16 February 2007

Why the French Revolution?

When I first started writing full-length historical mss, well over 10 years ago, I started out in the medieval period -- my favourite at that time. I completed a story set in 1215, then wrote a time travel in which the heroine lands in 1483 England. In my file labelled Future Story Ideas I have several more medievals in various stages.

But then something happened. I had a dream about a young woman in a prison who, when a man comes to rescue her, refuses to go. That was it, but the image stuck with me. And my mind started working on it. Then a friend of mine suggested I write a story set during the French Revolution as I have an MA in History, specializing in the period.

I have to admit, I wasn't certain at first. Not only was a so used to writing in the medieval period, but I was aware even then of the difficulty selling something set during a not so popular period. But my friend pointed out that my MA would be a point in my favour and could be used by a publisher for marketing purposes.

So I started playing around with it even more and before I knew it, I had a story. The French Revolution usually brings to mind the guillotine and Robespierre evilly rubbing his hands together and plotting the downfall of the aristocracy. The reality is quite different. The initial years of revolution were quieter, not completely without violence, but more focussed on changing society and trying to balance the rights of the people against the right of the king to rule.

What I find so fascinating is that it was also a period that saw the beginnings of the feminist movement with two major documents -- one written by a man, the Marquis de Condorcet, who penned "On the Admission of Women to the Rights of Citizenship" in 1790 and Mary Wollstonecraft's "A Vindication of the Rights of Women". Women formed their own revolutionary societies, and simplified their mode of dress -- a fashion that caught on across the Channel. English women didn't want to be left out. Some travelled to France to take part in history -- Helena Maria Williams lived in Paris, wrote about the Revolution and was imprisoned during the Terror, while Mary Wollstonecraft travelled to Paris with her lover after penning her most famous work. Others wrote about the changes there from their homeland.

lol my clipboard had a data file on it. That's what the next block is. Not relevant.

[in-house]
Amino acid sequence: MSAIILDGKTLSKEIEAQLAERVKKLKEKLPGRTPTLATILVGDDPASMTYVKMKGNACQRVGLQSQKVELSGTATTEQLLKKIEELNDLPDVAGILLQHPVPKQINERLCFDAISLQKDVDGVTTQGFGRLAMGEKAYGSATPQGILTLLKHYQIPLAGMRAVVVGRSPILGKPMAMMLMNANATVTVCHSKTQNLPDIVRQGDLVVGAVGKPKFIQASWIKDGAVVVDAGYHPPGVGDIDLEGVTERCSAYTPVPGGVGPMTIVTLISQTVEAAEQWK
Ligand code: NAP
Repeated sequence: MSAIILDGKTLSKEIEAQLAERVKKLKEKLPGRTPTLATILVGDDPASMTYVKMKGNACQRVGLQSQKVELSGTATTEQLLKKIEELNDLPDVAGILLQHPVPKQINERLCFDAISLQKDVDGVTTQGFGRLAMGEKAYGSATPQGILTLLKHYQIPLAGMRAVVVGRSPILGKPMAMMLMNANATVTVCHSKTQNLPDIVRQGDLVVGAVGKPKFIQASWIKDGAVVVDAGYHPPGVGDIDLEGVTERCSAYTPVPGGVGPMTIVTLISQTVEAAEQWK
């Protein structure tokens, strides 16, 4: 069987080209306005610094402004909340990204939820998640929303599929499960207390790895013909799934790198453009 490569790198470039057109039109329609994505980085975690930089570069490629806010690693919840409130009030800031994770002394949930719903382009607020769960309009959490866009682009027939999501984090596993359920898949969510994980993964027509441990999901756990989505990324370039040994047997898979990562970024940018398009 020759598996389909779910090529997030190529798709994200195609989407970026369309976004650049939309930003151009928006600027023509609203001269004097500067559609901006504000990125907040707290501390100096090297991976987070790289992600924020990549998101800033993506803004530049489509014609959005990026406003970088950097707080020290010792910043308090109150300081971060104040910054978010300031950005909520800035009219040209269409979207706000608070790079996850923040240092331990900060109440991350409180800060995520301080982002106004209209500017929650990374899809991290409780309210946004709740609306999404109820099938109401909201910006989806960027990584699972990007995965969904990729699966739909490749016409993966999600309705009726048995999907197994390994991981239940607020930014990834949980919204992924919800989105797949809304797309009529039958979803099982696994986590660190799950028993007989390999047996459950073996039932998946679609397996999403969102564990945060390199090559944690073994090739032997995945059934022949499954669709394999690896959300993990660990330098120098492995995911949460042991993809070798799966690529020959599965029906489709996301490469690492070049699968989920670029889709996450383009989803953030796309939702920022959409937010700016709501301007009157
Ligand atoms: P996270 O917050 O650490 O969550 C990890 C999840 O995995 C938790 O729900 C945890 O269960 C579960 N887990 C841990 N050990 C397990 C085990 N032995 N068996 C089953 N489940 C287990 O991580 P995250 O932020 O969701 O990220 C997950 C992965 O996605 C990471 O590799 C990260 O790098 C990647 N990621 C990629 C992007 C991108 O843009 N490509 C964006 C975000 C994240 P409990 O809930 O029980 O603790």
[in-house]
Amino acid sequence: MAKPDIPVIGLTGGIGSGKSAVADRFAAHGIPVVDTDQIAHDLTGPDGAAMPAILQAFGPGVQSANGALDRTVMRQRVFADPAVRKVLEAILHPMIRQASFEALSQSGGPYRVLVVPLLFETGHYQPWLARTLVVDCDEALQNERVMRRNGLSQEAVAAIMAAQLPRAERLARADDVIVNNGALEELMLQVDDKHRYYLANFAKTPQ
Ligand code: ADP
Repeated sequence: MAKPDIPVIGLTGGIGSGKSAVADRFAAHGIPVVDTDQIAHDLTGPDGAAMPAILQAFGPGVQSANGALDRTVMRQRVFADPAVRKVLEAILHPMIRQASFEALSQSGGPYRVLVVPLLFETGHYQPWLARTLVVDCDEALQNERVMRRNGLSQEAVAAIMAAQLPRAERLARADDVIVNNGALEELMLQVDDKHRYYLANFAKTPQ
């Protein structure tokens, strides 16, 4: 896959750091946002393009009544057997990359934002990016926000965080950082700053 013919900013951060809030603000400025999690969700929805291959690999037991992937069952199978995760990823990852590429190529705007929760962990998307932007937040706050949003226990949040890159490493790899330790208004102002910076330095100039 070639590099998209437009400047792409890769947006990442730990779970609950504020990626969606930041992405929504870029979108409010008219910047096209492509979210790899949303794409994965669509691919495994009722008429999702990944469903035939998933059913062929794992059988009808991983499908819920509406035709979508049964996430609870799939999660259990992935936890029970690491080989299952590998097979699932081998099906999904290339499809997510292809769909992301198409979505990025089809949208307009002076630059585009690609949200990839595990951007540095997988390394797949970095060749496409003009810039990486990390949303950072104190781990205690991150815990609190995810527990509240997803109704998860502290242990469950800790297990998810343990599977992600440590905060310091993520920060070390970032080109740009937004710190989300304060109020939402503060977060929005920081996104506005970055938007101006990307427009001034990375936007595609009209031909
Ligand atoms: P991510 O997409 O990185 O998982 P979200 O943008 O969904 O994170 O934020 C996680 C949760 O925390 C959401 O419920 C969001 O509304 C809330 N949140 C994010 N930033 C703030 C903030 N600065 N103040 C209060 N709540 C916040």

The more I dig into the social history of the revolution, the more I find myself drawn into the period itself. My thesis focussed on the painter David and his role as an artist-politician - exploring a different side of the Revolution is lots of fun. Also, I've always been drawn to women's history. Writing about my heroines, placing them in the midst of momentous periods of history has always been one of the appeals of writing historical romance. Granted, in reality, most women didn't find their happy endings, but I like to hope at least some did. There were few eras more pivotal and tumultuous than the French Revolution - setting stories here is both a challenge and a joy.